Rabbi Ephraim Mirvis, chief rabbi of the United Hebrew Congregations of the Commonwealth, spoke about “a Jewish response to a divided world” during a visit to Ottawa described as “historic.”
Jews must recognize that our commitment to the well-being of all people is a critical and essential part of our faith.
This was the impassioned message delivered November 3 by Rabbi Ephraim Mirvis, chief rabbi of the United Hebrew Congregations of the Commonwealth, to a capacity crowd of more than 500 gathered at Congregation Machzikei Hadas.
In addition to members of the Jewish community and rabbis from across the denominational spectrum, the audience included political leaders, diplomats and Christian and Muslim clergy.
Rabbi Mirvis’ powerful and historic speech, interspersed with humour and charm, gave all present the clear directive to join him in his quest to help heal our divided world.
The world, Rabbi Mirvis explained, is currently suffering a new type of division – a divide that is not between left and right, conservative and liberal, but between open and closed, nationalism versus globalism.
Countries across Europe have embraced a “drawbridge up” attitude and have closed their borders to refugees while tightening their economic practices. In the United States, there are calls for “Americanism before globalism.” Only Canada, said Rabbi Mirvis, is bucking the trend as we continue to welcome refugees and foster open trade.
What does this mean for Jews? Unfortunately, Rabbi Mirvis said, when it comes to an “us versus them” mentality, Jews are inevitably classified as “them.” Jews are seen as outsiders. But are we? Are we open or closed? Do we see ourselves as separate?
Indeed, we are separate, the rabbi explained. We even have a blessing, part of the Havdallah ceremony, which thanks God for the separation of different things: the sacred and the secular, darkness and light, and between Israel and all other nations.
“Jews,” said Rabbi Mirvis, “understand that we are exclusivists. We have our culture, our own communities, our own schools, our own calendar and our own Jewish homeland.”
However, he stressed, “We are not permitted to just sit and watch as others suffer. We are required by our faith to do something about it. This is integral to our identity.”
Indeed, we are not only commanded to “love our neighbours as ourselves,” but also to recognize that all people are created in the image of God. “We must honour and respect the divine presence in all humanity.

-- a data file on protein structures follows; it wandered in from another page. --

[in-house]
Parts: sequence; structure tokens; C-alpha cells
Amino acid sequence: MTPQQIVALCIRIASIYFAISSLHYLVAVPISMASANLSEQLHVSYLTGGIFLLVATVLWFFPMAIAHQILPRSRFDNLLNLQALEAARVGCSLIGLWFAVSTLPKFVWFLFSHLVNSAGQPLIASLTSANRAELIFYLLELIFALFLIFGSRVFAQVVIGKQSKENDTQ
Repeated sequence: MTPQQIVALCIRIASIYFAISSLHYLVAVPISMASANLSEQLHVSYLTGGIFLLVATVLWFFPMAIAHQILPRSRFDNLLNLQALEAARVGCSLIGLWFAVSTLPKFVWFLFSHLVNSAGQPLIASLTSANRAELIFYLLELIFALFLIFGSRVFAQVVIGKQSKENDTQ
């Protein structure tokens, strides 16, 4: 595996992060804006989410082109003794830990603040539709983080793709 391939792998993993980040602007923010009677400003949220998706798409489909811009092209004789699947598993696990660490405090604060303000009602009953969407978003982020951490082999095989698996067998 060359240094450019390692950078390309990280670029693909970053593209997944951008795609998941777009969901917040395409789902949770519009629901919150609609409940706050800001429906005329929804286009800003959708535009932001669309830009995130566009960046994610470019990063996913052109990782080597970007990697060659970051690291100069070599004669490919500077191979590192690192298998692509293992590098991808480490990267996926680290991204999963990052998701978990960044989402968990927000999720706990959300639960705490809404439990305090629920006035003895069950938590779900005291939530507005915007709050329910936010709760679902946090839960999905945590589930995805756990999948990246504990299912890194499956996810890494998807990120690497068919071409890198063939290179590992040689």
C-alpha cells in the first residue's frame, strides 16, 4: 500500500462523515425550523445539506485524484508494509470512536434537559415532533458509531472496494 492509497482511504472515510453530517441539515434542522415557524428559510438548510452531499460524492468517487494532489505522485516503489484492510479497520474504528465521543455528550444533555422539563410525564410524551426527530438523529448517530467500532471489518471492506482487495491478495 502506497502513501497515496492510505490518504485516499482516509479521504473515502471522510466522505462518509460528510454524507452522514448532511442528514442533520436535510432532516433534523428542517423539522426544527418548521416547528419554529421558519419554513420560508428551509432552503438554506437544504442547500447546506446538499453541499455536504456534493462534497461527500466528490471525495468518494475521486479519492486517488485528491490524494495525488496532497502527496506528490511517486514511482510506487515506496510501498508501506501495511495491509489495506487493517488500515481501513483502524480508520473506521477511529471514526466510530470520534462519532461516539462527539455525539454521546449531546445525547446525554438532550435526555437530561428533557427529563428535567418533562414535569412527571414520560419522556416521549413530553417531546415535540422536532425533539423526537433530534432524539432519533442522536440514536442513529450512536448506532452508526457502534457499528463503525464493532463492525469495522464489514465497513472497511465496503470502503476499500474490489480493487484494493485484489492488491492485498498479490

“Be proud of your culture and respect all others’ cultures too … Our message to the world, then, is that it is not good to only be particular and exclusive, and it’s not only good to be universal and assimilated. We can be unique and still work in concert with others.”
Rabbi Mirvis used the analogy of an orchestra: We can each be unique, each playing our own instrument; but, played together in joint purpose, in harmony, we can make beautiful music.
The simple but powerful message was met by a standing ovation.
Rabbi Idan Scher of Congregation Machzikei Hadas thanked his colleagues from Ottawa’s faith community for their presence and urged all in attendance to take action, to take responsibility to respond to Rabbi Mirvis’ message.
Rabbi Scher stressed that, because we live in Canada, a country that respects people, and where we enjoy equality and religious freedoms, we are at an advantage in making a difference. Together, he said, the mark we can make on the world can be astounding.
Andrea Freedman, president and CEO of the Jewish Federation of Ottawa, expressed a similar sentiment as she explained that Federation’s mandate is to put the Jewish value of tikkun olam – repair of the world – into action.
“We are guided by our Jewish values to not only help those in our community, our country and our Jewish homeland, but to help all those in need. This is particularly apparent when Federation launches special appeals like the one this past summer for Fort McMurray fire relief,” she said.
Others in attendance were equally moved and stressed the importance of the rabbi’s visit and his message.
“The visit of the chief rabbi was welcome validation of Ottawa’s importance as a vibrant centre of Jewish life. The compassion and sensitivity so evident in his remarks confirmed Rabbi Mirvis’ well-deserved reputation and served as an inspiration to all of us who strive to do better and be better,” said Shimon Koffler Fogel, CEO of the Centre for Israel and Jewish Affairs.
“I am inspired by Rabbi Mirvis’ passionate plea to Jews and members of all faiths to use religion as a source of peace and goodness in the world, not as a source of hatred and violence. This is a message that resonates very powerfully with me, and looking around the room during the talk it was clear that this is a message that resonates with all of the political and religious leaders in attendance,” said Rabbi Michael Goldstein, executive director of Congregation Machzikei Hadas.
The event was co-sponsored by Congregation Machzikei Hadas and Mizrachi Canada.